Close Menu

Booze banter: SB’s favourite Irish spirits

To mark St Patrick’s Day, The Spirits Business editorial team has looked to its favourite spirits from the Emerald Isle.

Irish Spirits Booze banter

When it comes to celebrating Ireland’s national day, the SB team prefers to avoid anything artificially dyed bright green, and instead opts for the best of what the island has to offer.

Keep reading to find our which Irish spirits our team will be reaching for today. Sláinte!

Coole Swan

Coole Swan cocktail

A blend of Irish whiskey, Belgian white chocolate and fresh dairy cream, Coole Swan has a mouthfeel not too dissimilar from that of Mini Milk ice creams. I enjoy a cream liqueur in a hot chocolate, or occasionally neat – like an alcoholic shot of milk.

Another reason I’m drawn to the cream liqueur brand is its affiliation with a favourite writer of mine: its name takes inspiration from the poem Wild Swans by William Butler Yeats.

Alice Brooker, senior staff writer 

Boatyard Double Gin

In an industry saturated with gin brands, this bottle, produced in the north-west of Ireland, stands out from the crowd.

Boatyard Double Gin is an organically produced wheat spirit that has been macerated for 18 hours with eight different botanicals. However, the distillery has made sure the juniper shines through by utilising the double contact method and allowing the final spirit to flow through the botanical once again in its vapour chamber.

This gin is beautiful when paired with tonic, but fans of the Martini should sample it at west London’s Amaro bar, where it is the base of Dec’s Martini, named after the brand’s commercial director, Declan McGurk. Pre-batched with Cocci Americano and Corte Vetusto espadin mezcal, and served straight from the freezer, this viscous, rich Martini is perfection in a bottle.

Georgie Collins, digital editor

Baileys Salted Caramel


Just like dogs, Baileys is not just for Christmas. And personally, I like my Baileys mixed in an Espresso Martini – specifically the salted caramel-flavoured variant. Swap the Kahlua for this sweet, salty Irish cream liqueur to shake-up an indulgent, delicious twist on the coffee classic. For an extra caffeine hit, add an extra shot of espresso into the mix.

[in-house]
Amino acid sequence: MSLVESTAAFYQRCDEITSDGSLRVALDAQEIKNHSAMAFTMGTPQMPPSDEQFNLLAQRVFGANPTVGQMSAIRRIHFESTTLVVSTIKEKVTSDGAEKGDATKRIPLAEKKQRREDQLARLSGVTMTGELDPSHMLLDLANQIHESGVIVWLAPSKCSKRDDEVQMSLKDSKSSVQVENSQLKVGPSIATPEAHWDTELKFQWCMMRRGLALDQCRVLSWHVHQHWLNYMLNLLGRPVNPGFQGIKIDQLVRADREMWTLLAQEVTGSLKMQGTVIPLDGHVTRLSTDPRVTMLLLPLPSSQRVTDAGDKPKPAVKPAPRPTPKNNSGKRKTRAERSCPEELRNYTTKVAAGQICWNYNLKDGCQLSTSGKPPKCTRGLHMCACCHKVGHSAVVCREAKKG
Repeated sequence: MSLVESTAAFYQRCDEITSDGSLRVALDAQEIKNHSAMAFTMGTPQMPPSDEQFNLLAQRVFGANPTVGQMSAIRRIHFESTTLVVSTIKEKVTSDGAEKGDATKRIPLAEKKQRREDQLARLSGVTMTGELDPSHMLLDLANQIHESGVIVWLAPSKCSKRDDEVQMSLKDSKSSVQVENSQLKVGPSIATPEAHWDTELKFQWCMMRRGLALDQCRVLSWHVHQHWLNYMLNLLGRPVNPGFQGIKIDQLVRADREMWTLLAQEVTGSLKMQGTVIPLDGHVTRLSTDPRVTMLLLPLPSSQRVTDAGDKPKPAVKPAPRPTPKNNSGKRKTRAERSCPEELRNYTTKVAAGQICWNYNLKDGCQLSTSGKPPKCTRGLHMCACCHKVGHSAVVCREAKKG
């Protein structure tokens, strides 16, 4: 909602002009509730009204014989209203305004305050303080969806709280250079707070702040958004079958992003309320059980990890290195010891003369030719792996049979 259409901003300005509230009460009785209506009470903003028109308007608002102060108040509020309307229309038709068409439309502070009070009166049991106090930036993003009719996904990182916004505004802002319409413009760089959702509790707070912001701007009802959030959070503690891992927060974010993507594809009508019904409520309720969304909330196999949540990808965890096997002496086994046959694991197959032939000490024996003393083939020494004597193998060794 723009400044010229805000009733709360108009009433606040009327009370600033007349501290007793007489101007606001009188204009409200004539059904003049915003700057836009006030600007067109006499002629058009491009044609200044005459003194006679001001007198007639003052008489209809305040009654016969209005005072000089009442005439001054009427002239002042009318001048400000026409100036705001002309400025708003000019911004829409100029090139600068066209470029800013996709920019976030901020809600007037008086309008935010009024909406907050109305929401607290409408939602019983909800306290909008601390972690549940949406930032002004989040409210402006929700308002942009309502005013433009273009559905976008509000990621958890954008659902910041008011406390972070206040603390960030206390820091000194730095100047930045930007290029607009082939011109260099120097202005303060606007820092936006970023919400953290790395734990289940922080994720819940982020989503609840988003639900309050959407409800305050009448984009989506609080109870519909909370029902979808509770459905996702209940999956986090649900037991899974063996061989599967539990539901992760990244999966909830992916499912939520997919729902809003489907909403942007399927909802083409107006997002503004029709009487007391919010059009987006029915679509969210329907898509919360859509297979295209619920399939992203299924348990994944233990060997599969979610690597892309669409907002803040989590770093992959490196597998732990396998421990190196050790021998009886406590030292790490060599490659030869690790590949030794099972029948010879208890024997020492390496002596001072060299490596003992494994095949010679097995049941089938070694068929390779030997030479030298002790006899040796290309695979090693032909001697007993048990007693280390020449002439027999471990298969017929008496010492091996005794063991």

Here’s the recipe: 50ml vodka, 25ml Baileys Salted Caramel, 50ml freshly brewed espresso coffee (double for extra potency), and coffee beans to garnish. Mix all the ingredients bar the coffee beans with ice in a shaker. Strain, garnish with coffee beans, and enjoy.

Melita Kiely, editor

Shamrock Irish Whiskey


This Irish whiskey brand won me over when they released a campaign featuring a number of recipes using the liquid.

A simple Kirker Collins – lemon juice, sugar syrup, and Kirker Shamrock topped with soda water – was enough to convince me I’d found a new bottling to add to my selection of favourite Irish whiskeys.

The 43% ABV bottling is distributed internationally by Kirker Greer Spirits in countries including Germany, Poland and France.

Alice Brooker, senior staff writer 

Ha’Penny Rhubarb Gin


The colour pink and the flavour of rhubarb have been sweeping the gin category in the last few years, and Ireland’s producers have also been bolstering the trend. Pearse Lyons Distillery created its own pink, rhubarb-flavoured iteration: Ha’Penny Rhubarb Gin. Named after the famous Ha’Penny Bridge in Dublin, the gin is made with geranium, dandelion, lavender and blackberry.

Bottled at 40% ABV, the gin mixes beautifully with tonic water, allowing sharp rhubarb notes to shine through alongside traditional juniper. A refreshing alternative serve to celebrate St Patrick’s Day.

Melita Kiely, editor

Bushmills Causeway Collection 2022 – Rum Cask


Irish whiskey is thriving right now, and its no surprise given the quality of the liquid that’s been released in recent months. One stand out dram for me has come from Ireland’s oldest working distillery, Bushmills, which released its 2022 Causeway Collection in summer last year.

In this 10-bottle-strong collection, the 25-year-old rum cask-finished expression had me at the first sip. This 46.2% ABV whiskey spent its whole life maturing in first-fill American oak rum casks, which have given it all the vibes of a tropical tarte tatin, seasoned with hints of vanilla and caramel.

Georgie Collins, digital editor

Born Irish


This whiskey-and stout spirit drink, previously named Black Irish, launched in 2020, and is owned by Darker Still Spirits.

Having never been one for sweeter drinks, I’m a big fan of Born Irish’s stout-flavoured, bitter palate. It was inspired by a vintage beer style – also fitting being a fan of darker beers.

Born Irish recently agreed to rebrand with a name change following a two-year legal battle with American singer Mariah Carey.

Alice Brooker, senior staff writer 

It looks like you're in Asia, would you like to be redirected to the Drinks Business Asia edition?

Yes, take me to the Asia edition No